• Underwriting

    As a homebuyer, you're not the only one signing on the dotted line. When CNB&T decides to underwrite your mortgage loan, our name and character as a lender fully supports you. At this step in the loan process, a decision is made based on your credit rating, employment, assets and other factors, matching the risk assessment to an appropriate rate and term or loan amount. As your quest for home ownership is about to be realized, Community National stands with you as a trusted partner. 

Step-by-Step Loan Process

From submitting the application to closing, let’s walk through the steps you’ll take throughout the mortgage loan process.


Approximately 3 – 7 Days

After you have returned the acknowledgement showing you received the Loan Estimate, other early disclosures, and The Notice of Intent to Proceed, the loan officer or a member of our mortgage loan staff will request copies of your pay stubs, W2s, bank statement, tax returns, etc.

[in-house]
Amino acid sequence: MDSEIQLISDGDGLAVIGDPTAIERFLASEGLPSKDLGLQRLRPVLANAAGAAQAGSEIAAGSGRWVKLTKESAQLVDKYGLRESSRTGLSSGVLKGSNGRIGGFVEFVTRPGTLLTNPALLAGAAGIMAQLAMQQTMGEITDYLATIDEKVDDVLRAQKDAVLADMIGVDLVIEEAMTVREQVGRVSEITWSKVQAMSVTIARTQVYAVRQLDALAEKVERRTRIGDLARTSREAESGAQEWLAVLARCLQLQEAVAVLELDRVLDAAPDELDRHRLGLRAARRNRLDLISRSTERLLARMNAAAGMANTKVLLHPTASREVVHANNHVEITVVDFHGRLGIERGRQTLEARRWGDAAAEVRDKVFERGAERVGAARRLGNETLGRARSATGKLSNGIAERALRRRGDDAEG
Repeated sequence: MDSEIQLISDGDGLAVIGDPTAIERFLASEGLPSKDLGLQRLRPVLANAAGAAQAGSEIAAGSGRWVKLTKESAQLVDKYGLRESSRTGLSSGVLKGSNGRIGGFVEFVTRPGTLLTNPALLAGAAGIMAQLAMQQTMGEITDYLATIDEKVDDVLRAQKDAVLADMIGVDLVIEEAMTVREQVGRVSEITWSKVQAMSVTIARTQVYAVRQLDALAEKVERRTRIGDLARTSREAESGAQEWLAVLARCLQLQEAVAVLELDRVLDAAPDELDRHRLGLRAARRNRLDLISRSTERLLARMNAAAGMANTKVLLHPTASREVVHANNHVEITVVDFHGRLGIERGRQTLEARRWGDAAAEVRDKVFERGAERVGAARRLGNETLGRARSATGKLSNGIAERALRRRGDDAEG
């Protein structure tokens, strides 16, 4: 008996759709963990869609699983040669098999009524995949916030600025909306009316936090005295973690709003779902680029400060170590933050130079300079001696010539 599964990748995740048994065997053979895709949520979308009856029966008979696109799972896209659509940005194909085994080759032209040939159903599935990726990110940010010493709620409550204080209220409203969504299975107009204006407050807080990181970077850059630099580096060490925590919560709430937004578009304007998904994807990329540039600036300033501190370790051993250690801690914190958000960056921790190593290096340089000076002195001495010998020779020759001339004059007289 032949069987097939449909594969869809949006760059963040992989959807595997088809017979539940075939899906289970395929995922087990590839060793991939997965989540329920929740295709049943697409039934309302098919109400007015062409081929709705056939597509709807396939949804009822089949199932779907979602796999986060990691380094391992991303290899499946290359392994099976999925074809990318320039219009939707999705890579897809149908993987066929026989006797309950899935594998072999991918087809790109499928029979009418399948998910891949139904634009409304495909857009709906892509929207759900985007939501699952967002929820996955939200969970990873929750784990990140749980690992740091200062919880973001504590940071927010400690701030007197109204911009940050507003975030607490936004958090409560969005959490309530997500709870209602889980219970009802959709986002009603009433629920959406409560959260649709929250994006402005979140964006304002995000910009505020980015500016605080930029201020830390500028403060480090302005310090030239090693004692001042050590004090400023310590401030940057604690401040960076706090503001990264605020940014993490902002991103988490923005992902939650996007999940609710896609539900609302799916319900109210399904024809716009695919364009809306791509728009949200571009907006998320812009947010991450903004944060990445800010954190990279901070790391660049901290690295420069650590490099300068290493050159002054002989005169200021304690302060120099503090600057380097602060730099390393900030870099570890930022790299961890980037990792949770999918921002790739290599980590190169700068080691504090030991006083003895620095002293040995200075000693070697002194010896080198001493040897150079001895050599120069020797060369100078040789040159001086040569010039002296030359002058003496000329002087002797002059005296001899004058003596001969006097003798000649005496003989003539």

Approximately 10 – 15 Days

  • Appraisal and title work ordered (approximately 10 business days to receive)
  • Application information verified (employment, assets, tax returns, etc.)
  • Homeowner’s insurance chosen by customer and quote sent to lender


Approximately 3 – 4 Days

  • File submitted to Underwriting for approval
  • Application information gathered and submitted, if requested


Approximately 3 – 7 Days

  • Final documents prepared
  • Compliance review by lender
  • Closing Disclosure received (must be received 3 days prior to the signing of your loan)
  • Final documents signed by borrower (and seller, if applicable)


Title company receives money from lender and disburses funds as stated on Closing Disclosure (usually the same day closing docs are signed)

Frequently Asked Questions

We hope you're finding that our CNB&T website has anticipated many of the questions you have about the mortgage process, especially if you are a first-time homebuyer. For your quick reference, here are answers to some of the most frequently asked questions.

  • What does my monthly mortgage payment include?

    In general, your monthly mortgage loan payment goes toward principal and interest. Your lender also may collect property taxes and homeowner's insurance through your mortgage payment every month, to be held in escrow and then paid on your behalf when the tax and insurance payments come due.